Zoologist: A Monthly Journal of Natural History, Band 23

J. Van Voorst, 1865

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Seite 9541 - December, 1865, when they will be referred to a Committee to decide upon their merits; each must be accompanied by a sealed letter indorsed with the fictitious signature or motto adopted by its author, and inclosing the name and address of the writer. The Prize Essays shall be the property of, and will be published by, the Society.
Seite 9448 - There is a Power whose care Teaches thy way along that pathless coast, The desert and illimitable air, Lone wandering, but not lost.
Seite 9515 - Mightiest of all the beasts of chase, That roam in woody Caledon, Crashing the forest in his race, The Mountain Bull comes thundering on. Fierce, on the hunter's quiver'd band, He rolls his eyes of swarthy glow, Spurns, with black hoof and horn, the sand, And tosses high his mane of snow.
Seite 9485 - Seen against a dark hillside or a lowering sky, a flock of these birds presents an exceedingly beautiful appearance, and it may then be seen how aptly the term " snowflake " has been applied to the species.
Seite 9541 - Council had determined to offer Two Prizes, of the value of Five Guineas each, to be awarded to the Authors of Essays or Memoirs, of sufficient merit, and drawn up from personal observation, on the anatomy, economy, or habits of any insect or group of insects which is in any way especially serviceable or obnoxious to mankind. The Essays should be illustrated by figures of the insects in their different states, and (if the species be noxious) must show the results of actual experiments made for the...
Seite 9391 - ... begin and continue calling for some time while on the ground. It gets up with a loud fluttering and a rapid succession of shrill screeching whistles, often continued till it alights, when it occasionally commences its ordinary loud and plaintive call, and continues it for some time. In winter, when one or two birds have been flushed, all within hearing soon get alarmed; if they are collected together, they get up in rapid succession ; if distantly scattered, bird after bird slowly gets up ; the...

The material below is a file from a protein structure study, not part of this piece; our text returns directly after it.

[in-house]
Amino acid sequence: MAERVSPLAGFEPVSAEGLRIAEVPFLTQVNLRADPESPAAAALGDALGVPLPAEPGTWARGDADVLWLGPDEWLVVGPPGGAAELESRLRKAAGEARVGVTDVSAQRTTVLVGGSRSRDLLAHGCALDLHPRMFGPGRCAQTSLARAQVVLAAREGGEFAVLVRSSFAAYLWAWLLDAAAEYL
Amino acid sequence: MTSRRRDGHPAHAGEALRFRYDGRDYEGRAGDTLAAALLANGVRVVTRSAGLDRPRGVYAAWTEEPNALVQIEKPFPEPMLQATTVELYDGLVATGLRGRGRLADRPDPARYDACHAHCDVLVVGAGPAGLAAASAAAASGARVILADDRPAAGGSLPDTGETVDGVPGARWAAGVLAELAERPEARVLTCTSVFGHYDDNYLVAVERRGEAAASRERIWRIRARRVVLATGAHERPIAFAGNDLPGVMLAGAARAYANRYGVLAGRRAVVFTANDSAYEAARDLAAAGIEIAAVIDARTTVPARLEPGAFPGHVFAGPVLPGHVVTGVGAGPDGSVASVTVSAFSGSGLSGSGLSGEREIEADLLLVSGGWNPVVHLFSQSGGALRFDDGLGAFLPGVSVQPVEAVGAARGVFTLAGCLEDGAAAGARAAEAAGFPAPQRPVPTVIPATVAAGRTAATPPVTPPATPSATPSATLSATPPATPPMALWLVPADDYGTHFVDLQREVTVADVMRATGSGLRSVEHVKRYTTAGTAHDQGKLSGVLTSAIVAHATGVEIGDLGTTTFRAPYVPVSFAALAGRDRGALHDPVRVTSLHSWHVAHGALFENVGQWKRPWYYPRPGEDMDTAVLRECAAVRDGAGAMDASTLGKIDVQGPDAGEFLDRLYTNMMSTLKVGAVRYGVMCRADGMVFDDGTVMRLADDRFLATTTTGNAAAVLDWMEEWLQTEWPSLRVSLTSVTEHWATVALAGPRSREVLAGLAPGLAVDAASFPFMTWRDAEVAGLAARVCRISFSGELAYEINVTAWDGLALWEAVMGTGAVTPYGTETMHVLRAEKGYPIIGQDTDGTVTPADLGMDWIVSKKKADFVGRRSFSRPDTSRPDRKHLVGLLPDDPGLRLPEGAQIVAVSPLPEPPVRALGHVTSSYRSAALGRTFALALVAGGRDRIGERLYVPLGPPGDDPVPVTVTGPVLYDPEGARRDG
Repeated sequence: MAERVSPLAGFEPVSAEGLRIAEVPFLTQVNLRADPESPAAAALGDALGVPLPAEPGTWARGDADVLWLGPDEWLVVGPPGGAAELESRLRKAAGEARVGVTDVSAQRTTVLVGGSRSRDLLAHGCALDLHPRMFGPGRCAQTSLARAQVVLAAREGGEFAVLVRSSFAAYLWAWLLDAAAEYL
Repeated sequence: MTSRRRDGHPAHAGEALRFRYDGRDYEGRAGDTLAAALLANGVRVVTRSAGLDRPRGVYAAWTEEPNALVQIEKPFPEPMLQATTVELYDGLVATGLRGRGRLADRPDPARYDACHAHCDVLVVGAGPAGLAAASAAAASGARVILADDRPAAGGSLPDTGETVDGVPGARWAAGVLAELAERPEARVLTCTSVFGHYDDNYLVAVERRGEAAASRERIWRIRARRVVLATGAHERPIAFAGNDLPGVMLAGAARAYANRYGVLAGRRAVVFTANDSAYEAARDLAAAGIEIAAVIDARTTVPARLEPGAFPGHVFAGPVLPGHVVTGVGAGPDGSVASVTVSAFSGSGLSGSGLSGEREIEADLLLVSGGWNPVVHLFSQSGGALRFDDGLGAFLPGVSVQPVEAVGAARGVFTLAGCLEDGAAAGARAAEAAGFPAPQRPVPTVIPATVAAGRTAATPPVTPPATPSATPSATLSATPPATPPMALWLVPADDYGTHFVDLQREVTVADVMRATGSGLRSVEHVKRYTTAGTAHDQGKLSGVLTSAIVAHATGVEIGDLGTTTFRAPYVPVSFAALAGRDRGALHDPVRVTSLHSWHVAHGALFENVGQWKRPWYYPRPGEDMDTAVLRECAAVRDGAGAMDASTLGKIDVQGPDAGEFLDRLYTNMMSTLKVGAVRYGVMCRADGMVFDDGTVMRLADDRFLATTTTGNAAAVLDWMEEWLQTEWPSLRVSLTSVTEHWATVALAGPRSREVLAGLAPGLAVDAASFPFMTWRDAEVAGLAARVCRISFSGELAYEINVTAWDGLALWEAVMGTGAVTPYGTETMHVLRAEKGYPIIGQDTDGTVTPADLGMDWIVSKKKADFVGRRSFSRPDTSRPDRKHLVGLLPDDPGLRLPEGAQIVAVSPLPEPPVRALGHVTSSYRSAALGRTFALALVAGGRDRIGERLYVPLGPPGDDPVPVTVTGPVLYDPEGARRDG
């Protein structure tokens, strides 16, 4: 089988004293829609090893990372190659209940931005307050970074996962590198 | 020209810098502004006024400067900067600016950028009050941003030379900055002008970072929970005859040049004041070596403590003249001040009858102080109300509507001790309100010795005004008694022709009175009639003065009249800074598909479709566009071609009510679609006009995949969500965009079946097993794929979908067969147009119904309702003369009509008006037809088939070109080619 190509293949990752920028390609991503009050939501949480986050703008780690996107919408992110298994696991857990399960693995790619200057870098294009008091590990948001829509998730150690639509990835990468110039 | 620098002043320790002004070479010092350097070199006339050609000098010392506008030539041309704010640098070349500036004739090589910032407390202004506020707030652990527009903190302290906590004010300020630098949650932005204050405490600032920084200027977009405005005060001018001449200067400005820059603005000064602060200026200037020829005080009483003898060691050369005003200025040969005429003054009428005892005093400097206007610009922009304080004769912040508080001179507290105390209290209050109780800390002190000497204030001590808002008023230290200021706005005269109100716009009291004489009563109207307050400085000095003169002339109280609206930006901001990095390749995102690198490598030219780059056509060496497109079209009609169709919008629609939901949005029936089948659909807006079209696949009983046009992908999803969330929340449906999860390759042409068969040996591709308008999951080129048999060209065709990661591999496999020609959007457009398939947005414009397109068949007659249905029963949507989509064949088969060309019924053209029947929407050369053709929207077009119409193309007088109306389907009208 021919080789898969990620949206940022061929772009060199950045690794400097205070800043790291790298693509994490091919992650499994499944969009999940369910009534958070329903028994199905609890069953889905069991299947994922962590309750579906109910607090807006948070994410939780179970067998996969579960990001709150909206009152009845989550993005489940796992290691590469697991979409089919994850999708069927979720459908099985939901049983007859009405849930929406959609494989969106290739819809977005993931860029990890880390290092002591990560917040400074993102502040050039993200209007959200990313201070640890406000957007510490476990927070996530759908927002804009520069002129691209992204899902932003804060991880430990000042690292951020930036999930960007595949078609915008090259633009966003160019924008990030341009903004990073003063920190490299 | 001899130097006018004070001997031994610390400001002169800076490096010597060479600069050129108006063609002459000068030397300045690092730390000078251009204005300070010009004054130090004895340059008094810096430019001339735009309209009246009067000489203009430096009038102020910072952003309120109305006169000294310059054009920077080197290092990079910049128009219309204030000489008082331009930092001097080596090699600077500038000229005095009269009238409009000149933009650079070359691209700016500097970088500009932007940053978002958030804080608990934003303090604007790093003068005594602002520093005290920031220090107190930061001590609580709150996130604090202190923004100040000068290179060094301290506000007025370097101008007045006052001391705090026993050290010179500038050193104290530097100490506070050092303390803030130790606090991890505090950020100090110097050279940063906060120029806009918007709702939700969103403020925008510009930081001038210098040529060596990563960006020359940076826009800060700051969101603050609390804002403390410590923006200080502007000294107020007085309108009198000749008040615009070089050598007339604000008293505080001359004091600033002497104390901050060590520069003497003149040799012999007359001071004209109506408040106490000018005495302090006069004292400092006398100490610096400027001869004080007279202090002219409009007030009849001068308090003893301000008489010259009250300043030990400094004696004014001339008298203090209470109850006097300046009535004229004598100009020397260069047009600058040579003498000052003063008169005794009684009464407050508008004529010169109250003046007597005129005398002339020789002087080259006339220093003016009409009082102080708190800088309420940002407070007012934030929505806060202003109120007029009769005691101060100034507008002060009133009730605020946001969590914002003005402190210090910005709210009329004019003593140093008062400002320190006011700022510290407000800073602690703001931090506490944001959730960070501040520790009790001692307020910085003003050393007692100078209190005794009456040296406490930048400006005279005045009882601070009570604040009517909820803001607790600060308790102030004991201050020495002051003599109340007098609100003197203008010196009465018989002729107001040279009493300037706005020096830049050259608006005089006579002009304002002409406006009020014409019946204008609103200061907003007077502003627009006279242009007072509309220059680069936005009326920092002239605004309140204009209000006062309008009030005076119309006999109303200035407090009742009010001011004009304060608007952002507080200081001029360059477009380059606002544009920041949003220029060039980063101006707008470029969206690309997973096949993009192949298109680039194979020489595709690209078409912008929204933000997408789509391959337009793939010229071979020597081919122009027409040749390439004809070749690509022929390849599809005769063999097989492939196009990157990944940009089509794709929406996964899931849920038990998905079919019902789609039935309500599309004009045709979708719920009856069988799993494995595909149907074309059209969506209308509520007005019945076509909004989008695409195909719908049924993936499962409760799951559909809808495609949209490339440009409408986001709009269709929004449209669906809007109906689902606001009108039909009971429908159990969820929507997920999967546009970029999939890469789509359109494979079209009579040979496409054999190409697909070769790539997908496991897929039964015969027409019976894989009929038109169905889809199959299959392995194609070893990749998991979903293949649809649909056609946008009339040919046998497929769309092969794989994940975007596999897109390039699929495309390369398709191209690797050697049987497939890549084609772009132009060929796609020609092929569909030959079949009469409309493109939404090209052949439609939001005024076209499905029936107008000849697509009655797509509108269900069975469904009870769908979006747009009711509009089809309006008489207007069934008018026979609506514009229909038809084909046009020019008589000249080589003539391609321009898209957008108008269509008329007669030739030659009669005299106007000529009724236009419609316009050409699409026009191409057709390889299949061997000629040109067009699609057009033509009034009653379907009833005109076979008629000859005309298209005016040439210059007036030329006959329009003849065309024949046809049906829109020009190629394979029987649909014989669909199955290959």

Seite 9620 - ... yielding about 1500 yards. This insect is very hardy, being found throughout the Northern States and Canada ; and, as it feeds upon the leaves of oak, maple, willow, and other common forest trees, may be reared easily in any part of the country. Mr. Trouvelot has gradually increased his stock from year to year, by raising young from the eggs of the few individuals first captured, until he has at present seven waggon-loads of cocoons, the entire progeny of which he proposes to raise during the...
Seite 9643 - ... about to be held in Paris.* The exhibition was to be divided into two categories; the first to include (1) the producers of silk, (2) the producers of honey and wax, (3) the insects used in dyeing, (4) insects used for the table, and (5) insects used in medicine. The second category was to consist of all the insects that prove destructive to cereals, vineyards, orchards, forests, and woods used for building purposes. The President said that amongst the insects used for the table might be included...
Seite 9395 - ... often met with broods of young ones newly hatched. There were, however, several old birds, and probably more than one brood of chicks, so I could form no correct idea of the number in one brood. They are hardy birds and easily kept in confinement ; but though they will eat grain, I doubt if they would live long without an occasional supply of their natural green food of grass and plants. They may be kept with the least trouble in large cages, the bottoms of which, instead of being solid, are...
Seite 9818 - There are ten specimens in all, eight of which are reverses of one another, thus reducing the number to six individuals; of these, one, a mere fragment, belongs, I think, to the same species as another of which the more important parts of the wing are preserved, so that we have five species represented among these Devonian insects, and these remains are all, I suspect, composed of portions of the anterior wing alone. The data being thus fragmentary, the conclusions cannot be quite so satisfactorily...

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